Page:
Parents ask BOE to support dyslexia training for teachers

Published 12:39 pm Friday, May 31, 2019

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Parents of children with dyslexia are asking the Demopolis City School System to consider training the would assist teachers to identify dyslexic students early so they may receive the proper instruction.

Suzanne Young and Ashley McCurdy spoke to the Demopolis Board of Education about the training program, LETRS (Language Essentials for Teachers of Reading and Spelling). “By teaching the science behind literacy instruction, LETRS gives teachers the ability to improve the way they teach and change children’s lives, especially those who have reading challenges,” Young said.

Currently, the system utilizes SPIRE, a reading intervention program for struggling readers. But, the parents said identifying the specific needs of their children could have come sooner with a program like LETRS. McCurdy’s child was placed in the school’s tier III reading intervention program, which involves receiving additional help from retired teachers.

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“Over a five-month period of tier III intervention, (the child) only made one month of progress. She went from an eight-month gap at the beginning of the year to an 11-month gap by the middle of the year. In January, she was placed in SPIRE, the dyslexia specific intervention. Over a four-month period she gained over a year of growth. This proves just how imperative it is to put these children in the correct intervention,” Young said.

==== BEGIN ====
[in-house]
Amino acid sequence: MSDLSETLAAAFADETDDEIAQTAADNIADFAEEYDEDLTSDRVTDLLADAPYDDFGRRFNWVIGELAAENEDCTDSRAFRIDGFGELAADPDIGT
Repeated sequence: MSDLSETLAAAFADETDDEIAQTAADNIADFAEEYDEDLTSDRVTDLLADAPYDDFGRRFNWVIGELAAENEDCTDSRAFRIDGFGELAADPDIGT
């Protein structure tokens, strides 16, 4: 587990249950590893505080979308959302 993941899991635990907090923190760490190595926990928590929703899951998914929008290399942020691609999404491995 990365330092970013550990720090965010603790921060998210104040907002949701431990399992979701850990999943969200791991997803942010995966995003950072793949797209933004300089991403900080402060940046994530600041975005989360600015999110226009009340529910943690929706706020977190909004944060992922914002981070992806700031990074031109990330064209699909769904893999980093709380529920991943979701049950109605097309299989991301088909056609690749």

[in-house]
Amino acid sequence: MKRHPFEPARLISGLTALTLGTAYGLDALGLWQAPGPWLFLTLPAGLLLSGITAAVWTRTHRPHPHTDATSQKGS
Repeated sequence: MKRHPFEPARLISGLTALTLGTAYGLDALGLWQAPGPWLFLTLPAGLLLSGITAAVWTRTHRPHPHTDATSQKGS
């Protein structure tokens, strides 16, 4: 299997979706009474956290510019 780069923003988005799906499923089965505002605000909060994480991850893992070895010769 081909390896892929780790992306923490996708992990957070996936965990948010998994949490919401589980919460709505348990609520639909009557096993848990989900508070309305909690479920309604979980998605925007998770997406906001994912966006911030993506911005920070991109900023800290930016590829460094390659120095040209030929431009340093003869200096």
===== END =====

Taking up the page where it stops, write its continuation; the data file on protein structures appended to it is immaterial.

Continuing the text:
According to Young,  LETRS training is pursued individually by teachers. “Our hope is that (the training) will be strongly encouraged by administration,” she said.

She added that the state provides the funding for the two-year course, including any travel and substitute teaching expenses that may be involved. The program could become a requirement for all new teachers if the Alabama Literacy Act is passed.

Superintendent Kyle Kallhoff said the system will be working to train retired teachers in SPIRE as additional resources for dyslexic students.

Other items addressed by the board included:

• eliminating the Education Training Career Tech Program at DHS. Kallhoff said the system would be losing two teacher units and the program would no longer be supported.

• revising central office summer working hours to Monday through Thursday, 7:30 a.m. to 4:30 p.m. from May 28 through July 26.

• approving job vacancies for a Tech Network Administrator and Social Worker.

• approving summer field trips for Scholars Bowl, basketball team, and FBLA.

The next meeting is scheduled for Monday, June 24, 5:15 p.m., at the central office.